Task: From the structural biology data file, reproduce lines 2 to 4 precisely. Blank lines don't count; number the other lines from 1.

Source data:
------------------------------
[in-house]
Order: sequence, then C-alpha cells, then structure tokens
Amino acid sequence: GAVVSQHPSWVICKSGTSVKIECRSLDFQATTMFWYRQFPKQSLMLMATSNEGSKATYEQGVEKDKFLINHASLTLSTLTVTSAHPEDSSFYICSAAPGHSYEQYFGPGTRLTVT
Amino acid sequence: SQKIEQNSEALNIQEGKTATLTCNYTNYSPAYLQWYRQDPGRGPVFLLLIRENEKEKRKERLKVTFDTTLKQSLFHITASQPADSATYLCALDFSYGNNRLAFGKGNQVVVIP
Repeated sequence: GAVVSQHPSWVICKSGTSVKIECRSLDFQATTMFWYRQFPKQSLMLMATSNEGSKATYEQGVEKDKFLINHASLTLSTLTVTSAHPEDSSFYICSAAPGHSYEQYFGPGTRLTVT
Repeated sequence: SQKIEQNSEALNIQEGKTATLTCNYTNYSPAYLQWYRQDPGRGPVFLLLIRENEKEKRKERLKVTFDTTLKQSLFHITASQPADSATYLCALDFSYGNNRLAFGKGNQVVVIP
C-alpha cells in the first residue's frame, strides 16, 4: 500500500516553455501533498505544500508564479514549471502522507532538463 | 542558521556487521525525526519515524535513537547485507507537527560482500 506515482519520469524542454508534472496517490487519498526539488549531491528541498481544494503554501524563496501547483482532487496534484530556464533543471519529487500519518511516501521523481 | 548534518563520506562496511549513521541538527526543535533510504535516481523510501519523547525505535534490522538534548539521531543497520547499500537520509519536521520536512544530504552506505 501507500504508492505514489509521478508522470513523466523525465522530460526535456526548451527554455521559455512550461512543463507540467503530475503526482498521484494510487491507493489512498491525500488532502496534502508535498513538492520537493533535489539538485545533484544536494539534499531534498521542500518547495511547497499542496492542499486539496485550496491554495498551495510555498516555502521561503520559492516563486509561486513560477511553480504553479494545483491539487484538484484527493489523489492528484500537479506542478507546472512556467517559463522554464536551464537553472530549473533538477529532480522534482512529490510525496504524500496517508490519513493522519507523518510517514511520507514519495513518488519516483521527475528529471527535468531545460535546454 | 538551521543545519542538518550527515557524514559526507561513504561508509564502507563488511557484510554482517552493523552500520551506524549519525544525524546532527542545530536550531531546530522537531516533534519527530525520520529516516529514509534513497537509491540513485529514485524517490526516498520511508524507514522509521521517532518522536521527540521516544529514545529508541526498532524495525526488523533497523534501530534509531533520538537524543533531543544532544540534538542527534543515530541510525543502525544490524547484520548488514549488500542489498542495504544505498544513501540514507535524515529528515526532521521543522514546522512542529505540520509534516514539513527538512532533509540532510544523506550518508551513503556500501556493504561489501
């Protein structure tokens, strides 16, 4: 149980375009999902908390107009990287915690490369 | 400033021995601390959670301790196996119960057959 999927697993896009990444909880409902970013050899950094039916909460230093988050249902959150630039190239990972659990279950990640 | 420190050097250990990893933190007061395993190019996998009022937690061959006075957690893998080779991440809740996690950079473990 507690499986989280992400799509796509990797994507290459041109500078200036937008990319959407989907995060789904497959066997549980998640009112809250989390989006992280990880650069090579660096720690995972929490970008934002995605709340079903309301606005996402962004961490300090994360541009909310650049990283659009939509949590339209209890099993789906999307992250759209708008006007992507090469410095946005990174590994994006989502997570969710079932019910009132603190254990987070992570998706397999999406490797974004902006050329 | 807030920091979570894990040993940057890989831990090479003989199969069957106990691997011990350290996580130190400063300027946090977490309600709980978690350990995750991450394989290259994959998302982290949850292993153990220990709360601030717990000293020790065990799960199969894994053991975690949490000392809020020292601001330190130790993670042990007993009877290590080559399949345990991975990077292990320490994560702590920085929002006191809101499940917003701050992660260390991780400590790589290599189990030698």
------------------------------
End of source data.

Order: sequence, then C-alpha cells, then structure tokens
Amino acid sequence: GAVVSQHPSWVICKSGTSVKIECRSLDFQATTMFWYRQFPKQSLMLMATSNEGSKATYEQGVEKDKFLINHASLTLSTLTVTSAHPEDSSFYICSAAPGHSYEQYFGPGTRLTVT
Amino acid sequence: SQKIEQNSEALNIQEGKTATLTCNYTNYSPAYLQWYRQDPGRGPVFLLLIRENEKEKRKERLKVTFDTTLKQSLFHITASQPADSATYLCALDFSYGNNRLAFGKGNQVVVIP